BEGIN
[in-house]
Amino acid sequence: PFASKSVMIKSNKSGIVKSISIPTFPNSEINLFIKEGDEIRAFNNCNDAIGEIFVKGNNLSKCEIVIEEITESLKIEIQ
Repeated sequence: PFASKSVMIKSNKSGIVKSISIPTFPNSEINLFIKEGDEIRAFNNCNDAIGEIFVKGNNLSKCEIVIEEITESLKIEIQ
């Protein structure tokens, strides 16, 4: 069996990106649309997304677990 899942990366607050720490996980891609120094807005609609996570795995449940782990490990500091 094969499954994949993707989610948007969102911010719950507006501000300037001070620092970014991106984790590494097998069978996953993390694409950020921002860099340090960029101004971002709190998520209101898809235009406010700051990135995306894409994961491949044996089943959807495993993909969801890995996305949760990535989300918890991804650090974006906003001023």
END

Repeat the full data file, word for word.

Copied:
[in-house]
Amino acid sequence: PFASKSVMIKSNKSGIVKSISIPTFPNSEINLFIKEGDEIRAFNNCNDAIGEIFVKGNNLSKCEIVIEEITESLKIEIQ
Repeated sequence: PFASKSVMIKSNKSGIVKSISIPTFPNSEINLFIKEGDEIRAFNNCNDAIGEIFVKGNNLSKCEIVIEEITESLKIEIQ
């Protein structure tokens, strides 16, 4: 069996990106649309997304677990 899942990366607050720490996980891609120094807005609609996570795995449940782990490990500091 094969499954994949993707989610948007969102911010719950507006501000300037001070620092970014991106984790590494097998069978996953993390694409950020921002860099340090960029101004971002709190998520209101898809235009406010700051990135995306894409994961491949044996089943959807495993993909969801890995996305949760990535989300918890991804650090974006906003001023």